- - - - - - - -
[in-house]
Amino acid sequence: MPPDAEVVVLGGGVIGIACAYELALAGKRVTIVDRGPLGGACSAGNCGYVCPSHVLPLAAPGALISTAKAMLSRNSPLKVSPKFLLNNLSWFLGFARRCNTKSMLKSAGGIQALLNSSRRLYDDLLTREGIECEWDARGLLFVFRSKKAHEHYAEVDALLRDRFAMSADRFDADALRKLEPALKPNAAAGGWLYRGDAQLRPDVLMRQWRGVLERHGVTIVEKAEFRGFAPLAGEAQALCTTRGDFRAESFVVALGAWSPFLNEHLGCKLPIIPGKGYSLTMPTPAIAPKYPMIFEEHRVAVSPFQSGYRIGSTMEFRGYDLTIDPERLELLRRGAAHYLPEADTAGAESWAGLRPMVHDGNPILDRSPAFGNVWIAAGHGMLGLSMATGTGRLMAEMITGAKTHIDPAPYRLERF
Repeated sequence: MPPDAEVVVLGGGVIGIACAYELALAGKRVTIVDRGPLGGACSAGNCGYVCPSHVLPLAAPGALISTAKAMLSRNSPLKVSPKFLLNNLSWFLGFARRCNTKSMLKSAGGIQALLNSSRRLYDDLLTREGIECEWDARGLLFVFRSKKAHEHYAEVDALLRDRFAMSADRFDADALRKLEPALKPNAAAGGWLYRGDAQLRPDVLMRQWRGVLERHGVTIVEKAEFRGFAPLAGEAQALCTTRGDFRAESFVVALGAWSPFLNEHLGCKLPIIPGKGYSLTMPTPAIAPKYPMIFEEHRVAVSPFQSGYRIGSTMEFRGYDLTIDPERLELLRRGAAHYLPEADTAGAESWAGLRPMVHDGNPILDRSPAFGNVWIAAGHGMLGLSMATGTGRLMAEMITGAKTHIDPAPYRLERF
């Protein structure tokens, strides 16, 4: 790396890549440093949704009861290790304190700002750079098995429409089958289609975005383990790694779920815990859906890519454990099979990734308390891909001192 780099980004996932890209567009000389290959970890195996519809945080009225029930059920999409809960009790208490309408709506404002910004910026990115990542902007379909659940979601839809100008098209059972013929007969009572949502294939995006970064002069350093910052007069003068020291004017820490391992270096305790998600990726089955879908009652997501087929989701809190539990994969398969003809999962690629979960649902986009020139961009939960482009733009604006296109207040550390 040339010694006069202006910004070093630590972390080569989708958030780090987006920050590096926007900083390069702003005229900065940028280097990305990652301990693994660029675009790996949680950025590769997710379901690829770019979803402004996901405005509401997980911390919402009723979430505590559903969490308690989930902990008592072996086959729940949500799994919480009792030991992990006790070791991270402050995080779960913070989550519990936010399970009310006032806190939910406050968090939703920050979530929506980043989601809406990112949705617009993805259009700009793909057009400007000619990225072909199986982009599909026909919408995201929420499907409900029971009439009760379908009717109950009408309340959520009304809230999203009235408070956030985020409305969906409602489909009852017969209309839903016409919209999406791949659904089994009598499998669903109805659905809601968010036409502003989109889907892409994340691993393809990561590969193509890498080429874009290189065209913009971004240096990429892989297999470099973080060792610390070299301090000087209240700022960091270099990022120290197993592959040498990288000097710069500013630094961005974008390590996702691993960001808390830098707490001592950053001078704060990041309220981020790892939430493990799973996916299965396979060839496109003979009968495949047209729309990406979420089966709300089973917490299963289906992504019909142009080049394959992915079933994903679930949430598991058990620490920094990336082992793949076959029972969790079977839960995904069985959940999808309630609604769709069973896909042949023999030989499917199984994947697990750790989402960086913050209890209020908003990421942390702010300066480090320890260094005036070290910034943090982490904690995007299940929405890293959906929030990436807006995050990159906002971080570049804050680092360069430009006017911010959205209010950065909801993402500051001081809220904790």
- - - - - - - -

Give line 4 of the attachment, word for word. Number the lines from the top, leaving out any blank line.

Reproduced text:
């Protein structure tokens, strides 16, 4: 790396890549440093949704009861290790304190700002750079098995429409089958289609975005383990790694779920815990859906890519454990099979990734308390891909001192 780099980004996932890209567009000389290959970890195996519809945080009225029930059920999409809960009790208490309408709506404002910004910026990115990542902007379909659940979601839809100008098209059972013929007969009572949502294939995006970064002069350093910052007069003068020291004017820490391992270096305790998600990726089955879908009652997501087929989701809190539990994969398969003809999962690629979960649902986009020139961009939960482009733009604006296109207040550390 040339010694006069202006910004070093630590972390080569989708958030780090987006920050590096926007900083390069702003005229900065940028280097990305990652301990693994660029675009790996949680950025590769997710379901690829770019979803402004996901405005509401997980911390919402009723979430505590559903969490308690989930902990008592072996086959729940949500799994919480009792030991992990006790070791991270402050995080779960913070989550519990936010399970009310006032806190939910406050968090939703920050979530929506980043989601809406990112949705617009993805259009700009793909057009400007000619990225072909199986982009599909026909919408995201929420499907409900029971009439009760379908009717109950009408309340959520009304809230999203009235408070956030985020409305969906409602489909009852017969209309839903016409919209999406791949659904089994009598499998669903109805659905809601968010036409502003989109889907892409994340691993393809990561590969193509890498080429874009290189065209913009971004240096990429892989297999470099973080060792610390070299301090000087209240700022960091270099990022120290197993592959040498990288000097710069500013630094961005974008390590996702691993960001808390830098707490001592950053001078704060990041309220981020790892939430493990799973996916299965396979060839496109003979009968495949047209729309990406979420089966709300089973917490299963289906992504019909142009080049394959992915079933994903679930949430598991058990620490920094990336082992793949076959029972969790079977839960995904069985959940999808309630609604769709069973896909042949023999030989499917199984994947697990750790989402960086913050209890209020908003990421942390702010300066480090320890260094005036070290910034943090982490904690995007299940929405890293959906929030990436807006995050990159906002971080570049804050680092360069430009006017911010959205209010950065909801993402500051001081809220904790």